19. Reliance was then placed on entry 34 of the State List which relates to ' betting and gambling '. This entry also enables a State Legislature to enact laws in respect of betting and gambling. But this entry does not authorise the State Legislature to levy tax on income or gains arising from betting and gambling. It is well settled that a general entry in the lists of the Seventh Schedule does not include the field of taxation. The power of taxation has been separately enumerated in the three lists of the Seventh Schedule. In Sundararamier & Co. v. State of Andhra Pradesh,  9 S.T.C. 298, 340; [195R] S.C.R. 1422; A.I.R. 1958 S.C. 468, this proposition was laid down by the Supreme Court in paragraph 51, at page 493, in the following words :
' The above analysis--and it is not exhaustive of the entries in the Lists--leads to the inference that taxation is not intended to be comprised in the main subject in which it might on an extended construction be regarded as included, but is treated as a distinct matter for purposes of legislative competence. And this distinction is also manifest in the language of Article 248, Clauses (1) and (2) and of entry 97 in List I of the Constitution. Construing entry 42 in the light of the above scheme, it is difficult to resist the conclusion that the power of Parliament to legislate on inter-State trade and commerce under entry 42 does not include a power to impose a tax on sales in the course of such trade and commerce.'
20. This view has again been affirmed by the Supreme Court in R.M.D.C. (Mysore) Private Ltd. v. State of Mysore, A.I.R. 1962 S.C. 594. This means that the State legislature cannot levy tax on betting and gambling under entry 34 of the State List. It can levy tax under List 62 of the State List which, we have already pointed out above, restricts the tax on the organisation or participants in entertainments like betting and gambling. Similarly entry 40 of List I which deals with lotteries organised by the Centre or the Government of a State also does not confer power on Parliament to levy tax on lotteries. It can pass other laws in respect of lotteries organised by the Centre or the State, but cannot levy a tax. The power to levy tax is to be found in entries 82 and 97 of the Union List.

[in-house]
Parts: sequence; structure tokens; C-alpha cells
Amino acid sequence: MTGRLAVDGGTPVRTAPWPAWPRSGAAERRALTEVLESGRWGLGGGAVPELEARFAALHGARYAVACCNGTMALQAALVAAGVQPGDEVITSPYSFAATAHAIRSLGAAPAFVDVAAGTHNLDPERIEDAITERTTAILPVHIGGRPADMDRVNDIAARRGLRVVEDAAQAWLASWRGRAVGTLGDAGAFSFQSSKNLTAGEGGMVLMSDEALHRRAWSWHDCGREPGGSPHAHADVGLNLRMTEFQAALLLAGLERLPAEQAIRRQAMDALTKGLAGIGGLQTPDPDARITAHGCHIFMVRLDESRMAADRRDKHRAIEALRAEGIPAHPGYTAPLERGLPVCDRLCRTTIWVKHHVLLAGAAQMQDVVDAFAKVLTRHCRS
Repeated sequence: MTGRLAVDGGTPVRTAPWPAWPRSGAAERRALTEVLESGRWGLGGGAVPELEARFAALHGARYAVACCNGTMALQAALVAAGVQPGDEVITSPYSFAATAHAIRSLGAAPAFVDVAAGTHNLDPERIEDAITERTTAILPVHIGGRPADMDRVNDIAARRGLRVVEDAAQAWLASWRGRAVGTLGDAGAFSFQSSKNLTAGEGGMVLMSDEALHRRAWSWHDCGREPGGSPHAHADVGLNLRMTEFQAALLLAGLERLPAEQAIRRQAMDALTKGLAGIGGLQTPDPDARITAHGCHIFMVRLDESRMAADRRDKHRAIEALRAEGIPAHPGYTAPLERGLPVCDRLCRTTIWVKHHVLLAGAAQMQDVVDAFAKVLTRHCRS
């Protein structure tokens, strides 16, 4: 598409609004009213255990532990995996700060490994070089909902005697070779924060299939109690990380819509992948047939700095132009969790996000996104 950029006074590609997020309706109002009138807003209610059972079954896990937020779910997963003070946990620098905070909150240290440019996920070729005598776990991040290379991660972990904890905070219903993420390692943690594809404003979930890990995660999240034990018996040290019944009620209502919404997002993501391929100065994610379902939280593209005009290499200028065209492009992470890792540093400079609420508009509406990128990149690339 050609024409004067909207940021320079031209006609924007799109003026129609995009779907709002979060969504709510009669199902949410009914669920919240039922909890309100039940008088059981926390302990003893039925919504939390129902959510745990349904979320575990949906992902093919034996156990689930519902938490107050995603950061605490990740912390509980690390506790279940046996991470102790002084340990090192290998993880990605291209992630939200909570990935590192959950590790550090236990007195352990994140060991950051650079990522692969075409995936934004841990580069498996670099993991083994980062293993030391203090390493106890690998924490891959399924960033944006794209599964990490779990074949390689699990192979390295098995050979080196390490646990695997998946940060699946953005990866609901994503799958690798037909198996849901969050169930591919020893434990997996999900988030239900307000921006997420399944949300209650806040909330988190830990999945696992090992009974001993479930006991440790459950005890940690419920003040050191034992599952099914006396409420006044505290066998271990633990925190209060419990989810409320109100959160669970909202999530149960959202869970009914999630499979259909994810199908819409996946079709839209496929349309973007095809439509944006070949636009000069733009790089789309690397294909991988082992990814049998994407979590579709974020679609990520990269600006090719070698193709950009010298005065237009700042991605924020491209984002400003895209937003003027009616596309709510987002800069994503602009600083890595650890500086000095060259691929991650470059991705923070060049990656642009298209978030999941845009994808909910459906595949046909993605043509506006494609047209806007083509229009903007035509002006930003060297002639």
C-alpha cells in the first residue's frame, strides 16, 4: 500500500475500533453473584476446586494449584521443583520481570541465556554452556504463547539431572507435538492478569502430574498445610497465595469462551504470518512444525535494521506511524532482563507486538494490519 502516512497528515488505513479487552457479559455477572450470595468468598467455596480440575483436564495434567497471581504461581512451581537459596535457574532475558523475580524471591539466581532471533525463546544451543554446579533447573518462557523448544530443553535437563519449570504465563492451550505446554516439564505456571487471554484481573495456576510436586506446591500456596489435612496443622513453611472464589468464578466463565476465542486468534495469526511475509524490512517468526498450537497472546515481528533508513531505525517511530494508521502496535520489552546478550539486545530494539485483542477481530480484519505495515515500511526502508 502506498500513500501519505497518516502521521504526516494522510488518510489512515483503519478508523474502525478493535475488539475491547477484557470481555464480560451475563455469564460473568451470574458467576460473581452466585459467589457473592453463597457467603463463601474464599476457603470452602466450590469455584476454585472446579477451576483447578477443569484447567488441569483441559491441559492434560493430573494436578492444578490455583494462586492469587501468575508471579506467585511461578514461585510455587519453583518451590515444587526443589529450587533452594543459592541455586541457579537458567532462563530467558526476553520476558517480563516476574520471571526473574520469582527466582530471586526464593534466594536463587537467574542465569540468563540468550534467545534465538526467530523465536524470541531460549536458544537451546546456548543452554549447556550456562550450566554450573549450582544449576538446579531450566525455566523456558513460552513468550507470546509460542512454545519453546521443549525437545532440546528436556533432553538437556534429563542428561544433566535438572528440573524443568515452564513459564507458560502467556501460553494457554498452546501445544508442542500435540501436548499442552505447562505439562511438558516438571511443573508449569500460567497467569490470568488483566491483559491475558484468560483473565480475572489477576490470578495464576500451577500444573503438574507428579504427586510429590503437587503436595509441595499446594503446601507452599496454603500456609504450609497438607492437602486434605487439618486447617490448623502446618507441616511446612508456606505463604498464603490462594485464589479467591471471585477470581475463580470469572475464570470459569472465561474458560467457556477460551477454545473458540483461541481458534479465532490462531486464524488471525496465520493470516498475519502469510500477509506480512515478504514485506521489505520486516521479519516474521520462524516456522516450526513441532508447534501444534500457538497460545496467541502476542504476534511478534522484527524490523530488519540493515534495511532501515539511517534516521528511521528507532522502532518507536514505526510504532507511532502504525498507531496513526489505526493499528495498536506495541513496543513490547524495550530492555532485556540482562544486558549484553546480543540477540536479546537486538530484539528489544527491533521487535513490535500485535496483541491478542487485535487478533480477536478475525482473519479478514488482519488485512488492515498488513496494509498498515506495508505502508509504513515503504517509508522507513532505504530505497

21. Winnings from lotteries cannot be equated with gifts, as contended for by the learned counsel for the petitioner. A gift is a transfer of property without consideration, whereas in a lottery every person who participates in it does so for a consideration, even though'the consideration is much smaller as compared to the prize he might win. Even assuming that winning in a lottery is a gift, tax on a gift would be covered by entry 97 of the Union List and Parliament alone would be competent to enact a law in respect thereof. It was so held by the Supreme Court in the Second Gift-tax, Officer, Mangalore v. D.H. Nazareth,  76 I.T.R. 713 (S.C.).
22. The next contention raised by the learned counsel is that tax on lotteries is discriminatory and is hit by Article 14 of the Constitution. The argument is that the tax is levied only on cash prizes in a lottery, while lotteries of other kinds have been left out. According to the learned counsel, there are other kinds of lotteries also such as lotteries for allotment of houses. This argument has no merit. A lottery for the allotment of houses does not partake of the nature of gambling or betting. There a person who is allotted a house by drawing lots pays full price for the house. Drawing of the lots is only a method of selecting buyers when the buyers are more than the houses to be sold. The type of lottery that we are dealing with forms a class separate from the type of lottery where houses or other things are allotted to a purchaser by drawing lots. There is thus no question of discrimination.
23. In the result the petition fails and is dismissed with costs.